Posted by: GuyPardon
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Simply put, it’s doing in your homework. Just look at this sample M&A due diligence checklist.
In IT and the law, of course, the term “due diligence” has considerably more precise meanings. WhatIs.com’s definition for due diligence states it as:
…the process of systematically researching and verifying the accuracy of a statement. In everyday language, due diligence is synonymous with “the degree of effort required by law or industry standard.”
The term originated in the business world, where due diligence is required to validate financial statements. The goal of the process is to ensure that all stakeholders associated with a financial endeavor have the information they need to assess risk accurately.
When due diligence involves the offering of securities for purchase, as in an IPO (initial public offering), specific corporate officers are responsible for the proper completion of the process…
As is the case with so many other things in life, context matters. In general, due diligence includes the careful identification and evaluation of data sources, identification of potential risks and any other issues relevant to the statement or scenario in question.
Civil litigation and real estate law are even more specific, as you’ll read in our definition.
IT, as ever, is its own beast.
[Cartoon Credit: ScienceCartoonsPlus.com]
Due diligence can also be applied to careful testing of data or network security, disaster recovery preparedness, or any other critical infrastructure asset.
Failure to meet proper due diligence in these areas could leave the organization or client in question open to data breaches or malware infections.
In this sense, completing due diligence can be taken to be completing the steps that are “industry standard” in a particular area, like penetration testing or other code validation. Software companies that do not meet these goals may be liable for zero-day attacks, customer data breaches or other losses of mission-critical functions that could have been prevented with more stringent preparation.
It’s might be fair to say, for instance, that if TJX had had a better IT audit that mandated a switch to WAP instead of WEP security, one of the biggest data breaches in history might have prevented.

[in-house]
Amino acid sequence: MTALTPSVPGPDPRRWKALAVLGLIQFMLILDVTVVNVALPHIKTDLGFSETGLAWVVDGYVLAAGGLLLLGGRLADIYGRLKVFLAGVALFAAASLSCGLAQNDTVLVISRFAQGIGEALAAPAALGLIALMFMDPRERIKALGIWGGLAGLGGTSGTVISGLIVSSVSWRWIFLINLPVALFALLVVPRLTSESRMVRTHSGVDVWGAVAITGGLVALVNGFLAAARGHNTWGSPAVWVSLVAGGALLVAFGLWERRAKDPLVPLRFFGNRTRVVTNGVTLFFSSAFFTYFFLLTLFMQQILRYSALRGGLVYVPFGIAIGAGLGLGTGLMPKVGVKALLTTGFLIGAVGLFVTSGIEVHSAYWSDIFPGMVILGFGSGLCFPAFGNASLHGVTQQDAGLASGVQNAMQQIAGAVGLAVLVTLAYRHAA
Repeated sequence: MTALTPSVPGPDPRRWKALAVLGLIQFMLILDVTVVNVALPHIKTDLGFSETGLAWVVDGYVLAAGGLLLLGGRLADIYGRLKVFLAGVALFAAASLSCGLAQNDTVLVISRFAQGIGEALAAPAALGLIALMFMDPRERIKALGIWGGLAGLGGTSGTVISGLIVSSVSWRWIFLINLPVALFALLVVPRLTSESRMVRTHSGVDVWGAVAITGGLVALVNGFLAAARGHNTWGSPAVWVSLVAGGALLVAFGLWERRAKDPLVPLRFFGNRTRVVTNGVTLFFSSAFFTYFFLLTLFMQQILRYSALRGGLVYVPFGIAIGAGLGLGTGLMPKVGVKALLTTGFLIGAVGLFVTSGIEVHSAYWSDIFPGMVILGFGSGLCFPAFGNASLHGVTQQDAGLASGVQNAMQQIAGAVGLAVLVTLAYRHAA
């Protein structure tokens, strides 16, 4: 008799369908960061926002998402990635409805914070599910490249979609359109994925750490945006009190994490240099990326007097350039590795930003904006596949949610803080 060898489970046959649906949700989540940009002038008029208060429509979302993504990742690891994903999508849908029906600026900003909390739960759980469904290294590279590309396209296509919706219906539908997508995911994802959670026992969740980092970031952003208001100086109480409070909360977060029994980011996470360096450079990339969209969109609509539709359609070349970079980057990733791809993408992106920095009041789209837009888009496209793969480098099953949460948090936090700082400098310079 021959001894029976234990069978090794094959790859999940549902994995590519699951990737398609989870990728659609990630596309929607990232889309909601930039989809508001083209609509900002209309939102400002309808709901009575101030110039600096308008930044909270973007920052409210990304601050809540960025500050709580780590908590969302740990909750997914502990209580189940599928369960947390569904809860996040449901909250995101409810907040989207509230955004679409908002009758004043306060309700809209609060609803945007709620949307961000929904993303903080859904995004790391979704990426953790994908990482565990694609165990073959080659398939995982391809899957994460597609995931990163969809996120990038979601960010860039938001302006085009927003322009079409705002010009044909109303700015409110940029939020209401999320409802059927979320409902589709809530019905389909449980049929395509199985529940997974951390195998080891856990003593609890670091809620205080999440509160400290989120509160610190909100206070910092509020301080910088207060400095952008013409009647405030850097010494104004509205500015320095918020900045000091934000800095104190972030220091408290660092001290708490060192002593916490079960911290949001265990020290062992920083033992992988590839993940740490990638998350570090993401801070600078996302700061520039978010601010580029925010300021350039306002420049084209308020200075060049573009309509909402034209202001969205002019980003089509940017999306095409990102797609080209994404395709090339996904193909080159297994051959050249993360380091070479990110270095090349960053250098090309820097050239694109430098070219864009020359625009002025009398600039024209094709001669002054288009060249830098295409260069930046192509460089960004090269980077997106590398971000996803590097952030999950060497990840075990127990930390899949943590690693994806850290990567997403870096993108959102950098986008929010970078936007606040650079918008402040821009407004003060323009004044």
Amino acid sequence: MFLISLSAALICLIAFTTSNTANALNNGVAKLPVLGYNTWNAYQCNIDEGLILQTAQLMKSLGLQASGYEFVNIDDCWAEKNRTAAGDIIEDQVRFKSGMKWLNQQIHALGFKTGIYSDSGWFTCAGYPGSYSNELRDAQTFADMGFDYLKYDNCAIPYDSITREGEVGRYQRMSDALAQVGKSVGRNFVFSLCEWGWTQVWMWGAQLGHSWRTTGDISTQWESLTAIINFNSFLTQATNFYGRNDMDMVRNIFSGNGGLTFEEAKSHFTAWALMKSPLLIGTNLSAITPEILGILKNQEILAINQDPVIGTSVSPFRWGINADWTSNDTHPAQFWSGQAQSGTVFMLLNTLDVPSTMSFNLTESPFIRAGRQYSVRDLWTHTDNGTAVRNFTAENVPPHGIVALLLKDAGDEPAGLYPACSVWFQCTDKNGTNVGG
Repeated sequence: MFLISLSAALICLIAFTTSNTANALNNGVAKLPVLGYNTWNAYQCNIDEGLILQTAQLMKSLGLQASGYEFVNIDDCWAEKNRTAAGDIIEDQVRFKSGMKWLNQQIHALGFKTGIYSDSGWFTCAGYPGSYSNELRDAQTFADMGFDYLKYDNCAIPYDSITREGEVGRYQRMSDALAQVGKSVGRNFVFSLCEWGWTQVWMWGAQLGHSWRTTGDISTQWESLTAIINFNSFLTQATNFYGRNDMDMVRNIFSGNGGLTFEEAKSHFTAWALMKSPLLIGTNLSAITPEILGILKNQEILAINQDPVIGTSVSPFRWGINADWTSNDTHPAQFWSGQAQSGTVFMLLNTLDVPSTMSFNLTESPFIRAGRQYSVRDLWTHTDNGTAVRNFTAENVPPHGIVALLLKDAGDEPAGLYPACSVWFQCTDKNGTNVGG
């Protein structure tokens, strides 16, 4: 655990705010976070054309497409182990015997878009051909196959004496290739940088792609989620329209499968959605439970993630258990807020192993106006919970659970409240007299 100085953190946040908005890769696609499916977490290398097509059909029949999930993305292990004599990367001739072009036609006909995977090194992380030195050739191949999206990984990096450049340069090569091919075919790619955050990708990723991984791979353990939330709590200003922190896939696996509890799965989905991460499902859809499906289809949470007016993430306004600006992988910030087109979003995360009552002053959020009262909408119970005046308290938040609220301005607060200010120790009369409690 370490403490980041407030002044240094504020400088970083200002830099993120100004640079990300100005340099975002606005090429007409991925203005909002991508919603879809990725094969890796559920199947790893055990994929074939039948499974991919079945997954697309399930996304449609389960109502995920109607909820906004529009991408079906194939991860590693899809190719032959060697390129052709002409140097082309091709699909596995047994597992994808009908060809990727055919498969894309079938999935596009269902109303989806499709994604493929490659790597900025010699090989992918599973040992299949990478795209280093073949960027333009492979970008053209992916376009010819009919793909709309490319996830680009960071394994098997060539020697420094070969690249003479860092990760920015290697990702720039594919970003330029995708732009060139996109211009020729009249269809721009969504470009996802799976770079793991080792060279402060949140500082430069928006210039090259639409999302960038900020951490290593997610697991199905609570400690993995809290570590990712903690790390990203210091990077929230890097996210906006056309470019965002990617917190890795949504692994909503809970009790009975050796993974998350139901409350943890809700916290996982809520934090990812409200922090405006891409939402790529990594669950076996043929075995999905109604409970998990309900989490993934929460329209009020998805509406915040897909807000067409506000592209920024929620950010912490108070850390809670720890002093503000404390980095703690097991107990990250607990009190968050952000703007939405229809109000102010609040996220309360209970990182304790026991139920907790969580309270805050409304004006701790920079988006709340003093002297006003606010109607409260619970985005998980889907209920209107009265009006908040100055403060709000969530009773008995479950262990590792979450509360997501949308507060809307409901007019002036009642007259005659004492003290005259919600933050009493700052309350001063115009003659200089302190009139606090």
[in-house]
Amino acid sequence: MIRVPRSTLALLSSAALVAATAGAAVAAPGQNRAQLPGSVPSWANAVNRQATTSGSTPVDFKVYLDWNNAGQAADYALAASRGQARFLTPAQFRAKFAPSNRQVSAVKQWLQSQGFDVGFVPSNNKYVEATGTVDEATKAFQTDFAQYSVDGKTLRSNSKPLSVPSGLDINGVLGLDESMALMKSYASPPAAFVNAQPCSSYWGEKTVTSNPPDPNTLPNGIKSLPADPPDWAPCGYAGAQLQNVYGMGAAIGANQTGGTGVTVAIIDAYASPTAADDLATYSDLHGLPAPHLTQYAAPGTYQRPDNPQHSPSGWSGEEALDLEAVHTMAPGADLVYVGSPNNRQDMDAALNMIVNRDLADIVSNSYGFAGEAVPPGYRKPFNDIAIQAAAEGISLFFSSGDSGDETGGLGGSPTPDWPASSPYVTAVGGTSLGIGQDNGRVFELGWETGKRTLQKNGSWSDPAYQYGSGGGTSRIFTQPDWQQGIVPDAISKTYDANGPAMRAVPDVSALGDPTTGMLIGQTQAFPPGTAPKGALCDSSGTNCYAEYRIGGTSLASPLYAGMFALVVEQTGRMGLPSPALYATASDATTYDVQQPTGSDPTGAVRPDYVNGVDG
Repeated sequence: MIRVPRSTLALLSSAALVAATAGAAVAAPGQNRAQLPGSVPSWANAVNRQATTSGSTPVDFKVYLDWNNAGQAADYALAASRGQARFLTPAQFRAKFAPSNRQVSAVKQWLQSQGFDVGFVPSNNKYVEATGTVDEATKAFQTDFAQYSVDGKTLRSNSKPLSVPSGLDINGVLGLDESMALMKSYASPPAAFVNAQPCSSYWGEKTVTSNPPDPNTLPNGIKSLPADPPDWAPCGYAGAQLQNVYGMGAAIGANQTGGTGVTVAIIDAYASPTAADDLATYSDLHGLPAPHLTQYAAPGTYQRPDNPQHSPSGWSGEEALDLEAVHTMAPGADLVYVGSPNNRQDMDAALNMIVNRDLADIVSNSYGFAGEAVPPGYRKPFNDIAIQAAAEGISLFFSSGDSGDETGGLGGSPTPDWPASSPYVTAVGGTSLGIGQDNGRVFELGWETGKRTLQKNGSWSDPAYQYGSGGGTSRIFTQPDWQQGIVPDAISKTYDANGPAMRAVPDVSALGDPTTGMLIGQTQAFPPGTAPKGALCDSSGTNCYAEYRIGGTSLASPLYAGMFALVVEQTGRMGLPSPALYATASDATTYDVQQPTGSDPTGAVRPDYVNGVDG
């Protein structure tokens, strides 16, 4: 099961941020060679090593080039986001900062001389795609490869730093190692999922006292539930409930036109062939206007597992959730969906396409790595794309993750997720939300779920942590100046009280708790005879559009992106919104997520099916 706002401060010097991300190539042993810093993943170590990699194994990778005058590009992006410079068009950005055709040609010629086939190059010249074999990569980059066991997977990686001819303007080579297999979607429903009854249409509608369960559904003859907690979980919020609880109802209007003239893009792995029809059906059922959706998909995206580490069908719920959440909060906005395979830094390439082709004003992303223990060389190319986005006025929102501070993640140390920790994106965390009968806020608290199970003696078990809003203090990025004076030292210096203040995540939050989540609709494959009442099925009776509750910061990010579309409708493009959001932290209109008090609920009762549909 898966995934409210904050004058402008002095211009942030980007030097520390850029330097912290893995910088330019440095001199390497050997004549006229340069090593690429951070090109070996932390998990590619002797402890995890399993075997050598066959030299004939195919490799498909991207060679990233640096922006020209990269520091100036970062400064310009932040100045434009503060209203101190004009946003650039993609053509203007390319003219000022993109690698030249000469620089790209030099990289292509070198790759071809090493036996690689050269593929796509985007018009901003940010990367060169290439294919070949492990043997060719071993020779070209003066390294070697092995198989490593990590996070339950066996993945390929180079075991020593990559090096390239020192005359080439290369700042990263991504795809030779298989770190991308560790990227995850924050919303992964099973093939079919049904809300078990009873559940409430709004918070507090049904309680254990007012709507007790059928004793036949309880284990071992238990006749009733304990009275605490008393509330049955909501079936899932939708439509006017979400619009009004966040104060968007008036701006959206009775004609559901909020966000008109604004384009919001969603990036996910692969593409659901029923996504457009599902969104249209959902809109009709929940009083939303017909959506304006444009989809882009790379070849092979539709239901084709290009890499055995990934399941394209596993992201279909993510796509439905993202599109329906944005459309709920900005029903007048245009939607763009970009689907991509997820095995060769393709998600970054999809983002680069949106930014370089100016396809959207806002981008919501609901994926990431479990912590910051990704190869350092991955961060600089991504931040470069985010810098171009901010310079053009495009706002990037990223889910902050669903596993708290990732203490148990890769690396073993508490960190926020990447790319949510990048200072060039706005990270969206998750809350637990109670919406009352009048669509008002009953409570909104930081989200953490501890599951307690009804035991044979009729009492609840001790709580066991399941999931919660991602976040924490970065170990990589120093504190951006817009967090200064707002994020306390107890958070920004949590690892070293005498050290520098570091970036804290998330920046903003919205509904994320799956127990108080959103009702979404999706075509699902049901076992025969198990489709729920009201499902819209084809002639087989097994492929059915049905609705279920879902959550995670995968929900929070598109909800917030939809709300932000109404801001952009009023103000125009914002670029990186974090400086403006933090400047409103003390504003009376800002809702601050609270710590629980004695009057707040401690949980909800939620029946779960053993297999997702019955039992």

Or maybe not. Either way, the relevant IT guys probably should have done better due diligence before transmitting customer information over a wireless network protected only by weak encryption.
Any DB that doesn’t do due diligence testing to ensure that a database is recoverable from a major hardware of instance failure is similarly negligent.
There are plenty of examples out there. AstuteDiligence.com hosts a list of more general due diligence horror stories, with specific company and individual names redacted. There are some classic scenarios listed — the acquisition of a software company based upon a flashy demo, good PR and a well-designed website that turns out to be a maker of vaporware.
CFO Magazine ran a feature story back in ’04 about companies that installed safeguards against merger surprises after due diligence failures.
In many circumstances, of course, due diligence works quite well, as Jan Stafford reported in a story about how a bank’s senior systems architect, sought and found a virtualization technology to help facilitate hardware consolidation and operating expenses low during system upgrades.
As Joseph Bankoff, a partner in the intellectual property and technology practice at law firm King & Spalding in Atlanta put it in a 2006 Infoworld article on the topic, “Due diligence is going in and digging a hole in the ground and seeing if there’s oil, instead of taking someone’s word on it.”
After all, you wouldn’t like it if someone else drank your milkshake.